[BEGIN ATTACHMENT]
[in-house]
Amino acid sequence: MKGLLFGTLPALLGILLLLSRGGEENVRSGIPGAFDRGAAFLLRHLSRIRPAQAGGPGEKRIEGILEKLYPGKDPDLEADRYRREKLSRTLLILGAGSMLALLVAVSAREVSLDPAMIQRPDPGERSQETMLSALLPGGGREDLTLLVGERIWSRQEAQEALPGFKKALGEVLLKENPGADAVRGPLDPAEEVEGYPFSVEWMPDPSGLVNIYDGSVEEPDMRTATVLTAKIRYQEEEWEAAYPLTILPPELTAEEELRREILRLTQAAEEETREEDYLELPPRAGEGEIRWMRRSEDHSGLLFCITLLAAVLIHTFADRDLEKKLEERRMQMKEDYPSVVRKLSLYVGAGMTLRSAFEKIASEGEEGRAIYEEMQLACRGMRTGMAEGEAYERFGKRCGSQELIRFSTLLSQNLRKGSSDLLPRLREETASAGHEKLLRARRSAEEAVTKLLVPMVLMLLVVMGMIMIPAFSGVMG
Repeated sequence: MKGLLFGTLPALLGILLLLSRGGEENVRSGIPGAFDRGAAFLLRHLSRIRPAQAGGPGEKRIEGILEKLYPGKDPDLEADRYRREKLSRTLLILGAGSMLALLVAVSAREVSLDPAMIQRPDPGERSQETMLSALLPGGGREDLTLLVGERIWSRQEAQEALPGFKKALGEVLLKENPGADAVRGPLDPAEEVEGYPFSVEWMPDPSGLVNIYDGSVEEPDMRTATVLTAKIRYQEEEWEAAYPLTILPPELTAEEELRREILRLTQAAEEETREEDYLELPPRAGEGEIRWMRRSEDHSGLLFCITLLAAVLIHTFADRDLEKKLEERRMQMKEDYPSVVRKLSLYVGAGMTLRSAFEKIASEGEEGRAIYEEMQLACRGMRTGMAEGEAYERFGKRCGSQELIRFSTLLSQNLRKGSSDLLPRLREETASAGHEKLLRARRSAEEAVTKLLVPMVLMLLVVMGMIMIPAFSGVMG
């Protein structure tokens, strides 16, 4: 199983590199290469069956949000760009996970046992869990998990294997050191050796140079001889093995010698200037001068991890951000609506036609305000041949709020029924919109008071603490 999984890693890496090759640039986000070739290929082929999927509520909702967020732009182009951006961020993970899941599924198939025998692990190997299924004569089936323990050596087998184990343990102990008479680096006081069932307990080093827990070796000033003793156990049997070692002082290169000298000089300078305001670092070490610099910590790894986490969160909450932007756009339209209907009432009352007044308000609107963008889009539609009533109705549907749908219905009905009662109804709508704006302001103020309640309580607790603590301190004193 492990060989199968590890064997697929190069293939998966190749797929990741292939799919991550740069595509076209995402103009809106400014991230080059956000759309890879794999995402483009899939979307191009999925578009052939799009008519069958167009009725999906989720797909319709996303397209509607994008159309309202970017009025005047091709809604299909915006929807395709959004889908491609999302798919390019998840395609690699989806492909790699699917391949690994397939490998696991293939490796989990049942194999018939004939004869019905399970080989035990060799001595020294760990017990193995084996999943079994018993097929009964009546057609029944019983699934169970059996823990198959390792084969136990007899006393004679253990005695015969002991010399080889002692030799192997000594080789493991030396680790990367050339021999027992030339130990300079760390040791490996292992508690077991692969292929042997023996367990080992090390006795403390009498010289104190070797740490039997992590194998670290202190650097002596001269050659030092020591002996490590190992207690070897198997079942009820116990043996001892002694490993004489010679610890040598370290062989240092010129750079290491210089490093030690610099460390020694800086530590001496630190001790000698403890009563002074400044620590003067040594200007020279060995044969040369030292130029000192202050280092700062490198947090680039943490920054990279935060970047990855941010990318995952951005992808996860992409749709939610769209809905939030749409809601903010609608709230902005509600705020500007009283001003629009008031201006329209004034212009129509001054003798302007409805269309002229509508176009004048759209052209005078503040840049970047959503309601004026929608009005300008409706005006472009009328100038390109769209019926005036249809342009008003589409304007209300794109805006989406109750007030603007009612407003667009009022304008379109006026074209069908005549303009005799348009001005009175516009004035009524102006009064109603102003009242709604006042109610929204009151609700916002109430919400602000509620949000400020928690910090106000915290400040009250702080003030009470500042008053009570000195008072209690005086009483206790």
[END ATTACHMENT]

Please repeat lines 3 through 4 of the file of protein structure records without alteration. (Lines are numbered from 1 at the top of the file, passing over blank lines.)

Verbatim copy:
Repeated sequence: MKGLLFGTLPALLGILLLLSRGGEENVRSGIPGAFDRGAAFLLRHLSRIRPAQAGGPGEKRIEGILEKLYPGKDPDLEADRYRREKLSRTLLILGAGSMLALLVAVSAREVSLDPAMIQRPDPGERSQETMLSALLPGGGREDLTLLVGERIWSRQEAQEALPGFKKALGEVLLKENPGADAVRGPLDPAEEVEGYPFSVEWMPDPSGLVNIYDGSVEEPDMRTATVLTAKIRYQEEEWEAAYPLTILPPELTAEEELRREILRLTQAAEEETREEDYLELPPRAGEGEIRWMRRSEDHSGLLFCITLLAAVLIHTFADRDLEKKLEERRMQMKEDYPSVVRKLSLYVGAGMTLRSAFEKIASEGEEGRAIYEEMQLACRGMRTGMAEGEAYERFGKRCGSQELIRFSTLLSQNLRKGSSDLLPRLREETASAGHEKLLRARRSAEEAVTKLLVPMVLMLLVVMGMIMIPAFSGVMG
């Protein structure tokens, strides 16, 4: 199983590199290469069956949000760009996970046992869990998990294997050191050796140079001889093995010698200037001068991890951000609506036609305000041949709020029924919109008071603490 999984890693890496090759640039986000070739290929082929999927509520909702967020732009182009951006961020993970899941599924198939025998692990190997299924004569089936323990050596087998184990343990102990008479680096006081069932307990080093827990070796000033003793156990049997070692002082290169000298000089300078305001670092070490610099910590790894986490969160909450932007756009339209209907009432009352007044308000609107963008889009539609009533109705549907749908219905009905009662109804709508704006302001103020309640309580607790603590301190004193 492990060989199968590890064997697929190069293939998966190749797929990741292939799919991550740069595509076209995402103009809106400014991230080059956000759309890879794999995402483009899939979307191009999925578009052939799009008519069958167009009725999906989720797909319709996303397209509607994008159309309202970017009025005047091709809604299909915006929807395709959004889908491609999302798919390019998840395609690699989806492909790699699917391949690994397939490998696991293939490796989990049942194999018939004939004869019905399970080989035990060799001595020294760990017990193995084996999943079994018993097929009964009546057609029944019983699934169970059996823990198959390792084969136990007899006393004679253990005695015969002991010399080889002692030799192997000594080789493991030396680790990367050339021999027992030339130990300079760390040791490996292992508690077991692969292929042997023996367990080992090390006795403390009498010289104190070797740490039997992590194998670290202190650097002596001269050659030092020591002996490590190992207690070897198997079942009820116990043996001892002694490993004489010679610890040598370290062989240092010129750079290491210089490093030690610099460390020694800086530590001496630190001790000698403890009563002074400044620590003067040594200007020279060995044969040369030292130029000192202050280092700062490198947090680039943490920054990279935060970047990855941010990318995952951005992808996860992409749709939610769209809905939030749409809601903010609608709230902005509600705020500007009283001003629009008031201006329209004034212009129509001054003798302007409805269309002229509508176009004048759209052209005078503040840049970047959503309601004026929608009005300008409706005006472009009328100038390109769209019926005036249809342009008003589409304007209300794109805006989406109750007030603007009612407003667009009022304008379109006026074209069908005549303009005799348009001005009175516009004035009524102006009064109603102003009242709604006042109610929204009151609700916002109430919400602000509620949000400020928690910090106000915290400040009250702080003030009470500042008053009570000195008072209690005086009483206790």